Guidelines on How a Child Should Be Questioned in Court
“The True Character of Society is Revealed in How it Treats its Children.”
– Nelson Mandela
Acknowledging a child victims’ rights and dignity and treating them with respect and sensitivity is the first step towards a fair trial. For child victims of sexual offences, testifying in court can be a stressful and upsetting experience. A traumatic courtroom experience can put not just the child’s recovery in jeopardy but also the very idea of truth and justice.
The following guidelines on ‘How a Child Should be Questioned in Court’ have been framed by iProbono, an initiative that provides free legal assistance to civil society organizations. In October 2014, they successfully represented a young child victim whose credibility as a witness had been previously questioned by the Trial Court. The High Court based its decision primarily on the testimony of the child, and criticized the trial court for not attaching due importance and credibility to her testimony. The Guidelines take the salient parts from this judgment and also draws from other cases and international standards.
The guiding principle is that “children deserve a fair hearing and a safe, secure future.”
Summary of Guidelines on How a Child Should Be Questioned in Court
It is essential to ascertain whether a child who is placed in a particular situation (the courtroom) and asked questions about an event they either witnessed or experienced can distinguish what is the truth and what is a lie. All questions must be age appropriate.
To ascertain whether the child can distinguish truth from lies, questions relevant to the situation should be asked. For instance, “If I told your mother that you shouted at me, would that be a truth or a lie?” or “If you told your teacher that something bad happened to you, but really it did not happen to you, would that be a truth or a lie?”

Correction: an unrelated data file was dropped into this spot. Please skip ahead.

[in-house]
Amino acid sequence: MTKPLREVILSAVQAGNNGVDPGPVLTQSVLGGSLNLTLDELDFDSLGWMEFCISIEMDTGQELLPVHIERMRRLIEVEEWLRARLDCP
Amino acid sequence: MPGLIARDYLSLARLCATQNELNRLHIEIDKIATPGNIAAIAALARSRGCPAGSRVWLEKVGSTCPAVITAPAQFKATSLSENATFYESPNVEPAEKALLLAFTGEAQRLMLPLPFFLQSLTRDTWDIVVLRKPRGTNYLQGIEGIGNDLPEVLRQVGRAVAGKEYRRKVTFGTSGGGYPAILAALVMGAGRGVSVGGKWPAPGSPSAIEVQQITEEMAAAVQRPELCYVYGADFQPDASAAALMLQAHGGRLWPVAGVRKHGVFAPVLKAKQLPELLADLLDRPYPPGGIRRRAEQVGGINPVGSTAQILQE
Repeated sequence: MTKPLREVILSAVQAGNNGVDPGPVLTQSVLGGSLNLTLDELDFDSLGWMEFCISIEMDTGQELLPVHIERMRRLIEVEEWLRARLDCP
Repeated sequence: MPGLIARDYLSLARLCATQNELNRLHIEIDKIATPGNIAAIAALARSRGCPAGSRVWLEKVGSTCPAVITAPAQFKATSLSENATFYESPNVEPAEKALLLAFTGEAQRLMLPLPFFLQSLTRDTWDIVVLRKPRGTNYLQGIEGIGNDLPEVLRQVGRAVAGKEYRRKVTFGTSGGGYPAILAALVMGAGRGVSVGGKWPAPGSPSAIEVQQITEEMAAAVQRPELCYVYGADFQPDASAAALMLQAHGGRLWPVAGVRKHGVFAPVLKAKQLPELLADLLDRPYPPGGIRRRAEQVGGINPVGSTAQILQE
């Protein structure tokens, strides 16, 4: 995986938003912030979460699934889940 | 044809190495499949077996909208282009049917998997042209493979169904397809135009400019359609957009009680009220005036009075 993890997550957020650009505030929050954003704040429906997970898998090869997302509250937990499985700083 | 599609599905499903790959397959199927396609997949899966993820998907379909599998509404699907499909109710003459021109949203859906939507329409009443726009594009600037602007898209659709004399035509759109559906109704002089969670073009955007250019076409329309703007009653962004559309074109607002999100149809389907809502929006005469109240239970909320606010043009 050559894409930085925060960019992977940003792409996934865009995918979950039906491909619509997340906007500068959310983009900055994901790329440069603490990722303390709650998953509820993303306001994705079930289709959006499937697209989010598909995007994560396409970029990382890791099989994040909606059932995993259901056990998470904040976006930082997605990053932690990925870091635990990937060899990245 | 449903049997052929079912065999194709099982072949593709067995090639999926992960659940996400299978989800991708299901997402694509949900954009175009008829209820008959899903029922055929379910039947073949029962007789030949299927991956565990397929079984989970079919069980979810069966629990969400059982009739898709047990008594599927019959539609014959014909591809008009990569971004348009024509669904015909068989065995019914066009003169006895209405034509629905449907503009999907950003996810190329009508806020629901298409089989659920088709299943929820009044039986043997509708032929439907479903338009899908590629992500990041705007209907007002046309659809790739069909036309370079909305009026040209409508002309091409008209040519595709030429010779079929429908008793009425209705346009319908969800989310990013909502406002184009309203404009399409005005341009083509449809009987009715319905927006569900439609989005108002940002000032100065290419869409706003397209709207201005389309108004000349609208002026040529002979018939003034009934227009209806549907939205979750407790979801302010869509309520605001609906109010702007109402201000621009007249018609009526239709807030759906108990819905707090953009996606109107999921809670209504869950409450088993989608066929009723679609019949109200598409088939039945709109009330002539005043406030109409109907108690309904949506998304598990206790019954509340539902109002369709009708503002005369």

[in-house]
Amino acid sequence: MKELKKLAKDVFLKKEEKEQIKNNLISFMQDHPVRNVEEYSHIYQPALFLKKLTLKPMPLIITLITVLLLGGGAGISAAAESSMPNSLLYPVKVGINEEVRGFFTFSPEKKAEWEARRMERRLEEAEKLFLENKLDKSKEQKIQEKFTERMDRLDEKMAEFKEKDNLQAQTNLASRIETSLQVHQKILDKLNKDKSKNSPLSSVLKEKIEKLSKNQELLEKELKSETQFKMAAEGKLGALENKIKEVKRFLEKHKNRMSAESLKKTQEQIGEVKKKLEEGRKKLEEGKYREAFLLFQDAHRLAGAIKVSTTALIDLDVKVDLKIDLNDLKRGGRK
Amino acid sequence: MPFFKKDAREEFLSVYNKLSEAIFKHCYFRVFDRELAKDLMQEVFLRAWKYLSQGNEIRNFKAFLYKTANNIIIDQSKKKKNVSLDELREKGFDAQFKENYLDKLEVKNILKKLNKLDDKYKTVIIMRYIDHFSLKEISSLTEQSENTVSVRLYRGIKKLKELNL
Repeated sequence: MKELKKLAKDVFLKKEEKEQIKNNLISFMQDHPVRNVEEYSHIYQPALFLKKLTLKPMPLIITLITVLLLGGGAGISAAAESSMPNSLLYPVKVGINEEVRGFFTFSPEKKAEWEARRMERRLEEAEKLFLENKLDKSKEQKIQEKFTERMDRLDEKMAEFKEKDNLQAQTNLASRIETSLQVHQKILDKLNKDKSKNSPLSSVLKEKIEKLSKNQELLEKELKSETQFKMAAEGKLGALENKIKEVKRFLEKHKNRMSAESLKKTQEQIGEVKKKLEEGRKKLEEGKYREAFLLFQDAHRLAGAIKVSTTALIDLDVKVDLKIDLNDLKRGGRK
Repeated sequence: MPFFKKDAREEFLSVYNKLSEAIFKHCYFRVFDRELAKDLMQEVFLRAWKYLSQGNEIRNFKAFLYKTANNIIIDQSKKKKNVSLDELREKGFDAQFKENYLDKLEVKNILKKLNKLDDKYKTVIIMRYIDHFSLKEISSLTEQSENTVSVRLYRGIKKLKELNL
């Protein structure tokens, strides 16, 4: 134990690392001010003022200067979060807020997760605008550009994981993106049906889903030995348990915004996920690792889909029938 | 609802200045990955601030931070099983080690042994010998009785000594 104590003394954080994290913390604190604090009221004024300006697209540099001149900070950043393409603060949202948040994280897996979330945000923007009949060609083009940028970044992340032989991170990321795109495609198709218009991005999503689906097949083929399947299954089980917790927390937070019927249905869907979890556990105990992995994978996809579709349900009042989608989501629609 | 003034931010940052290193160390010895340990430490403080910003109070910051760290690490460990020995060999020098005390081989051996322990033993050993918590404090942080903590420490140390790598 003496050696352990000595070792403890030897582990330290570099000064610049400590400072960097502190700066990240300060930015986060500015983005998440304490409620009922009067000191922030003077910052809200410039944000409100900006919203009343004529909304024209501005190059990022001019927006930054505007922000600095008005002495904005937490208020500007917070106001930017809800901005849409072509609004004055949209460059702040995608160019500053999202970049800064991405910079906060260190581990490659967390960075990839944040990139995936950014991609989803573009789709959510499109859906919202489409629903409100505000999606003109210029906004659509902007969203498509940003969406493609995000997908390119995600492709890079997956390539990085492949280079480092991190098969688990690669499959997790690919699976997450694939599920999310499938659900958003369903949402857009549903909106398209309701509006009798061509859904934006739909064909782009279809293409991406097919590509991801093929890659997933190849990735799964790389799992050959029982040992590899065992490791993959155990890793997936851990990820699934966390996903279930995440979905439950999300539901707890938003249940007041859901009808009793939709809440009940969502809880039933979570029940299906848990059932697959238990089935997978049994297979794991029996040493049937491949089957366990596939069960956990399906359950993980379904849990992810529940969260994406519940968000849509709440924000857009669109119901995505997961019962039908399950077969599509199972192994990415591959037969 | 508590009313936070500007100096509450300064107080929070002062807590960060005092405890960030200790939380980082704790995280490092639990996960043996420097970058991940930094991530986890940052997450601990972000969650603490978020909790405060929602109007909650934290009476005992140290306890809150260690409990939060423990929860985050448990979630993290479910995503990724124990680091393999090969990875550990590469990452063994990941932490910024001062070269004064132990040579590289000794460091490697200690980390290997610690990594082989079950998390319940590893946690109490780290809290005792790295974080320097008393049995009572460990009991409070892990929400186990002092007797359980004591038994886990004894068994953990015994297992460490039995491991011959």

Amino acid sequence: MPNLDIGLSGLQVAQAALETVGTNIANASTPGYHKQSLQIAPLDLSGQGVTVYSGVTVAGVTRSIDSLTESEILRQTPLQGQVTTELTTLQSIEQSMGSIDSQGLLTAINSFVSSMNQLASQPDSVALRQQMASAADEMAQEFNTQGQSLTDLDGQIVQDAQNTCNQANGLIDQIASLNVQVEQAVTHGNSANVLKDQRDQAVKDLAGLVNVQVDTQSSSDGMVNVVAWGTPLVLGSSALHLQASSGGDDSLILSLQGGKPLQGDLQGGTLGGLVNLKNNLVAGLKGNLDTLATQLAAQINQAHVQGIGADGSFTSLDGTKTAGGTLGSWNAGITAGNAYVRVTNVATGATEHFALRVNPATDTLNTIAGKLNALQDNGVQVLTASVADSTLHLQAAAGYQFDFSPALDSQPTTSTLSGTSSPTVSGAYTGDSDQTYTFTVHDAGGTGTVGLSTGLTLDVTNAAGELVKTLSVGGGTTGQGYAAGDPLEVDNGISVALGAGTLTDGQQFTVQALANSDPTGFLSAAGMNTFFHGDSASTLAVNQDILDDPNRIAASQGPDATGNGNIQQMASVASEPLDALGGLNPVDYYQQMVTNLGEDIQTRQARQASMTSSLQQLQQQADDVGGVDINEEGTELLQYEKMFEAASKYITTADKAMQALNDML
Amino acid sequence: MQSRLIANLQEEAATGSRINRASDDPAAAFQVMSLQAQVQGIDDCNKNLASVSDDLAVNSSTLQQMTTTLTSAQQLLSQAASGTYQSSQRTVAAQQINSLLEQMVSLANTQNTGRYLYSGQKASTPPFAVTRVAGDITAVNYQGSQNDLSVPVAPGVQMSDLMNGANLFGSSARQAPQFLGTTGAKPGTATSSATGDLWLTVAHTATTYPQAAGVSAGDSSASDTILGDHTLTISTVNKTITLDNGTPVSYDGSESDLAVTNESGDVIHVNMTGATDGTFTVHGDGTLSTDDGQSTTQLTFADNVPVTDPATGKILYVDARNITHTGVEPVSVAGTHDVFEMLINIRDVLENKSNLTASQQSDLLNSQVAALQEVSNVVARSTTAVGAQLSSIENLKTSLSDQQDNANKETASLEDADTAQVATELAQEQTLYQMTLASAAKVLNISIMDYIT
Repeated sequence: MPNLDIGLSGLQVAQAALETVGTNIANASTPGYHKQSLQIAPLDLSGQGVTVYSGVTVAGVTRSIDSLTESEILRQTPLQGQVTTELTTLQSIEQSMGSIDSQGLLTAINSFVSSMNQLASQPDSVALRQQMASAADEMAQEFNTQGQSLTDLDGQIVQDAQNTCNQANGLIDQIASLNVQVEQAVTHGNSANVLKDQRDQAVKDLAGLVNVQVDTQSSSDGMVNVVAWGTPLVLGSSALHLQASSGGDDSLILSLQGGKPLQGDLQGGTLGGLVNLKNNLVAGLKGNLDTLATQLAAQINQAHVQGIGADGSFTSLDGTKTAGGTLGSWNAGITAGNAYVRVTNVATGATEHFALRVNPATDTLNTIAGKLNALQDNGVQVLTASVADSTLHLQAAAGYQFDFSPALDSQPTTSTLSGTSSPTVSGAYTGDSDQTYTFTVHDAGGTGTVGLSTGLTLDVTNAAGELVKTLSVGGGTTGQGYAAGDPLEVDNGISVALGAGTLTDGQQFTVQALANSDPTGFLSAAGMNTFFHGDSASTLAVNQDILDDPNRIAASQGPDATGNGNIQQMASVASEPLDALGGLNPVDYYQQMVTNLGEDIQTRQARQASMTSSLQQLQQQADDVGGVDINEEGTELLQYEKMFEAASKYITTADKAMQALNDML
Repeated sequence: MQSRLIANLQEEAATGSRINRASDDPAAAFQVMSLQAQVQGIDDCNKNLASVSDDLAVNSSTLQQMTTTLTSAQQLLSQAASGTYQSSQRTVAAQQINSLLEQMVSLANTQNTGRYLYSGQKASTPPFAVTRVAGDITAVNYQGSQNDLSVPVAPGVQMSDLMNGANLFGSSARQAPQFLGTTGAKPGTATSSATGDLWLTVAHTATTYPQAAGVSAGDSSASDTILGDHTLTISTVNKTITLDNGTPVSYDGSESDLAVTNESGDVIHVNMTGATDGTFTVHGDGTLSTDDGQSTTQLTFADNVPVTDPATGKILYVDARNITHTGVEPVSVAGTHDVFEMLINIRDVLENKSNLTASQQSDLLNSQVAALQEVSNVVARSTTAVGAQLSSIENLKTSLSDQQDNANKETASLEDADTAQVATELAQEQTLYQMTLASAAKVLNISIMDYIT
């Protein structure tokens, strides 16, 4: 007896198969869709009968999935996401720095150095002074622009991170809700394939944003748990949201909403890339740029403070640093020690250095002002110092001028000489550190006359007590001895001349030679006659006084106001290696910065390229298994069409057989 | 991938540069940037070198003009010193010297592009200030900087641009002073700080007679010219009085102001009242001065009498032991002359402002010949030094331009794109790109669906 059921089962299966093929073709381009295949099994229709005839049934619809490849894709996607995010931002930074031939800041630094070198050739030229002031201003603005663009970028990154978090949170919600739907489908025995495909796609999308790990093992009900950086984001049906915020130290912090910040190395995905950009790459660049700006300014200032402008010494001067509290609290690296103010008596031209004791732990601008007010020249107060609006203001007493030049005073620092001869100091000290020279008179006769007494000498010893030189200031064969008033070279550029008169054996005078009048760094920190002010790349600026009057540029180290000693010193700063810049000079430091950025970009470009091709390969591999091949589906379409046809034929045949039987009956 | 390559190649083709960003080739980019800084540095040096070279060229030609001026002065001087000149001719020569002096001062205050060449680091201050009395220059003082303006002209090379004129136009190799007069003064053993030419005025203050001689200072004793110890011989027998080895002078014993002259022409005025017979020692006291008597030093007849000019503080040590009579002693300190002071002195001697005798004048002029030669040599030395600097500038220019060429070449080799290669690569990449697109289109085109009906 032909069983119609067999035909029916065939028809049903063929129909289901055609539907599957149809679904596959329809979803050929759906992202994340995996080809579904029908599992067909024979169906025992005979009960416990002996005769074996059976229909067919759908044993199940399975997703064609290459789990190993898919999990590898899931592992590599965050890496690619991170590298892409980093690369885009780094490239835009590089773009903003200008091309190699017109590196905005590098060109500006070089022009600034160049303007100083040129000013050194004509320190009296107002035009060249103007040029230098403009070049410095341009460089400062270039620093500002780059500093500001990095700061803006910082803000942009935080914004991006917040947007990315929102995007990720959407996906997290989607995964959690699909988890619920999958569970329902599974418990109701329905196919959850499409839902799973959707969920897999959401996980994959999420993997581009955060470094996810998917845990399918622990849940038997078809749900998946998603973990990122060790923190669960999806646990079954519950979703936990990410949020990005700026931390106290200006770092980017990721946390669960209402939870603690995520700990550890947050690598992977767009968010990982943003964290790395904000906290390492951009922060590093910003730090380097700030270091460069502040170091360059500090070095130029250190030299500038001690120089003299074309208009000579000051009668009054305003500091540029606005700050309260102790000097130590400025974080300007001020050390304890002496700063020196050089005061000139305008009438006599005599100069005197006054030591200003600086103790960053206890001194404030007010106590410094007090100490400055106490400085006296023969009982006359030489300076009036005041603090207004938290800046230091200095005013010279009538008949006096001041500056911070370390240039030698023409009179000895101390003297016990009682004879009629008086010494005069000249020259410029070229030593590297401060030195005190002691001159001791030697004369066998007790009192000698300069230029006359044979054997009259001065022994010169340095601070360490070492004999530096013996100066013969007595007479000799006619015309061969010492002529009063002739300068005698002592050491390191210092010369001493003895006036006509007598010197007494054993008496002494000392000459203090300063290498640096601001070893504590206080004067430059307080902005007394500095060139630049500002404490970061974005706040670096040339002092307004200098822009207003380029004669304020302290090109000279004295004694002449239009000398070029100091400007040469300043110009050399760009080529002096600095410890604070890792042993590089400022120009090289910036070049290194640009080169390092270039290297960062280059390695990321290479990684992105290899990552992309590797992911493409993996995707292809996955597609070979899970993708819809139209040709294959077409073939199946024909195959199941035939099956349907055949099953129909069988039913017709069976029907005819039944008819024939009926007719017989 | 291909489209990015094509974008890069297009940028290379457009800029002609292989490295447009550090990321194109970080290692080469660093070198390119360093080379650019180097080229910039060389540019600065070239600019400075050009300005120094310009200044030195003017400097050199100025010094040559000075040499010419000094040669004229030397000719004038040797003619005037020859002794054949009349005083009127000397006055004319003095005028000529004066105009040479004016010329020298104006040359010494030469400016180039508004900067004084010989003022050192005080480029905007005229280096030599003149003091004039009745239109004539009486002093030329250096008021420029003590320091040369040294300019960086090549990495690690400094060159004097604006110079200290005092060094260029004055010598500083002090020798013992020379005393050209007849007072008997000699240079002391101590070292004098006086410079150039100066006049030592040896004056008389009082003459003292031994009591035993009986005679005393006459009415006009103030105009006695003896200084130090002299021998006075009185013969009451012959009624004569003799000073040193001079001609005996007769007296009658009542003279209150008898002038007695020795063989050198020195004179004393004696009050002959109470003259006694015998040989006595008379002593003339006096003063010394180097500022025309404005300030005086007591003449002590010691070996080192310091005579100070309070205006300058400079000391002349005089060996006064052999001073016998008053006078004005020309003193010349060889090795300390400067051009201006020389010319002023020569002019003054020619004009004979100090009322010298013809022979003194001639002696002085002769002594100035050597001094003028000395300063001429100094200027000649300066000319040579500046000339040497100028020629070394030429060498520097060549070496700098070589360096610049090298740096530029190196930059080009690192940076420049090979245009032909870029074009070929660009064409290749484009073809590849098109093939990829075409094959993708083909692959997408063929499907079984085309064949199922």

Children should be asked what might happen to them and the other person if they say something occurred and it is not true. Examples of such questions are: “If you said that your sister hit you and it really did not happen, what would happen to you for telling a lie?” and “If you said that your sister hit you and it really did not happen, but your mother believed you, what could happen to your sister?”
Young children are very literal in their use of language, so it is essential to find out what they mean when they use certain words and not assume that they have the same meaning as an adult would give them.
Children will not say they do not understand, whether because they do not realize that they do not understand or because they do not want to show ignorance; they may not be aware that this is an option unless expressly told that it is.
Use one question for each idea and start the question with the main idea. For example, ask children, “Did the bell ring when you were eating?” rather than asking, “When you were eating, did the bell ring?”
Do not use the word ‘any’ (including ‘anything’, ‘anyone’, ‘anywhere’) as these are not specific. For instance, a very young child will not know what ‘anyone’ means and if asked, “Did you see anyone” will answer “no”. Instead ask, “Who did you see?” or “Did you see X?”
Avoid using ‘different’ or ‘the same’ while questioning children. Asking “Was it the same as this?” is confusing for the child. By age 5 or 6, children may be able to distinguish between “the same” toy – meaning the actual one they played with – and a similar one, but it may take several more years to appreciate that things generally similar are regarded by adults as different.